The four-dimensional spectra are displayed for the fluctuations in
intervals 1 (Fig.

Four-dimensional magnetic energy spectrum on Interval 1 projected (by combining the frequency integration and averaging over the wavevector components) onto three planes spanning the wavevector components and the spacecraft-frame frequencies (top three panels) and three planes spanning the wavevector components. The frequencies and the wavevector components are normalized to the proton gyrofrequency and the proton inertial length, respectively.

Projection of the energy spectrum on Interval 2 (format of panels the same as in Fig.

Distribution of the wave frequencies in the plasma rest frame and
the wavevector magnitudes for the local peaks of the four-dimensional energy
spectra for different groups of wavevector angles from the mean magnetic
field. Left panel, top to bottom: dispersion relations from the linear Vlasov
theory are shown in gray for the whistler, kinetic slow, and the ion
cyclotron modes for ion beta

The wave modes are studied by comparing the diagram of dispersion relation
between the measurement and the linear Vlasov theory. The measured dispersion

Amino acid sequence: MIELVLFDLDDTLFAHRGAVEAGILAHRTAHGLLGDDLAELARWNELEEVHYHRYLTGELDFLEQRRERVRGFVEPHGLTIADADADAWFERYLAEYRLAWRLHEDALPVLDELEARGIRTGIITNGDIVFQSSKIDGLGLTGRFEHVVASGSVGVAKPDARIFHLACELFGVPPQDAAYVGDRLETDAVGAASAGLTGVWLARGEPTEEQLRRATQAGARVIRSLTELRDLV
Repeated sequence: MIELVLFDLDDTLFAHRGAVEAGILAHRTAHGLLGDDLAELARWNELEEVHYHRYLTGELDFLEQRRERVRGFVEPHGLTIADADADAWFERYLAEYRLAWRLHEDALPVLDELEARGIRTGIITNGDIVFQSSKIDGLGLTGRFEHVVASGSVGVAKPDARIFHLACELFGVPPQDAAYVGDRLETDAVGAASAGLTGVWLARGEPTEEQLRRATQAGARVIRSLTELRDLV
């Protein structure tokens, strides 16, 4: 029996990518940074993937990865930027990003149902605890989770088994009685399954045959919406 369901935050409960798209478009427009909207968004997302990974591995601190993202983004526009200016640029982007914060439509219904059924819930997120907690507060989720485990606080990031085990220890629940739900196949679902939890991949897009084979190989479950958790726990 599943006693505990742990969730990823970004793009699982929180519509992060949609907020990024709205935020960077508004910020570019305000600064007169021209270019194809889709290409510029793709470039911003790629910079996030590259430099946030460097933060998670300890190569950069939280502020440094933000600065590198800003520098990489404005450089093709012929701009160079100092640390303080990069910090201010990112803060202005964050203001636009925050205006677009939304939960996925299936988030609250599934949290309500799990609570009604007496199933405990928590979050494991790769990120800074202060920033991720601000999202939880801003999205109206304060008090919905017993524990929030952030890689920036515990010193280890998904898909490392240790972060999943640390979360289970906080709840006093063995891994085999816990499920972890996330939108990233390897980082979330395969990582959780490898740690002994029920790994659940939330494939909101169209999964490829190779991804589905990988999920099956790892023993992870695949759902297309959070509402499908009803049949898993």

diagrams are obtained by selecting the local peaks in the energy spectra and
plotting the frequencies in the rest frame of the plasma (co-moving with the
bulk flow),

The observationally determined dispersion diagram shows a rather poor
agreement with the theoretical modes in the oblique propagation directions
(up to

The measurement of the four-dimensional energy spectra and the dispersion diagram provides new insight into the waves in reconnecting magnetic fields on spatial scales smaller than the ion inertial length. The energy spectra are anisotropic and axially asymmetric in the wavevector domain, showing an extension in the perpendicular direction to the mean magnetic field. The dispersion diagram shows an indication of the ion Bernstein waves though the measured frequencies are somewhat scattered or deviate from the theoretical ones.

In our measurements, the ions can be in resonance with the Bernstein waves at the second harmonic and above because the ratio of the gyroradius to the inertial length is about 0.5. The wave is strongly damped at the fundamental mode, and this fact agrees with the dispersion diagram obtained from the Cluster data. Judging from the existence of an ion burst flow during the analyzed intervals, we conclude that the Bernstein waves likely exist in an ion outflow region.

Ion Bernstein waves may cause a bifurcation of the current sheet in the
reconnection outflow region through the Landau–Ginzburg-type transition

Y. Narita thanks R. A. Treumann for helpful discussions and suggestions
during the preparation of the manuscript. The work by K.-H. Glassmeier is
financially supported by the German Bundesministerium für Wirtschaft und
Energie and the Deutsches Zentrum für Luft- und Raumfahrt under contract 50
OC 1402. The work by U. Motschmann and H. Comişel is supported by
Collaborative Research Center 963,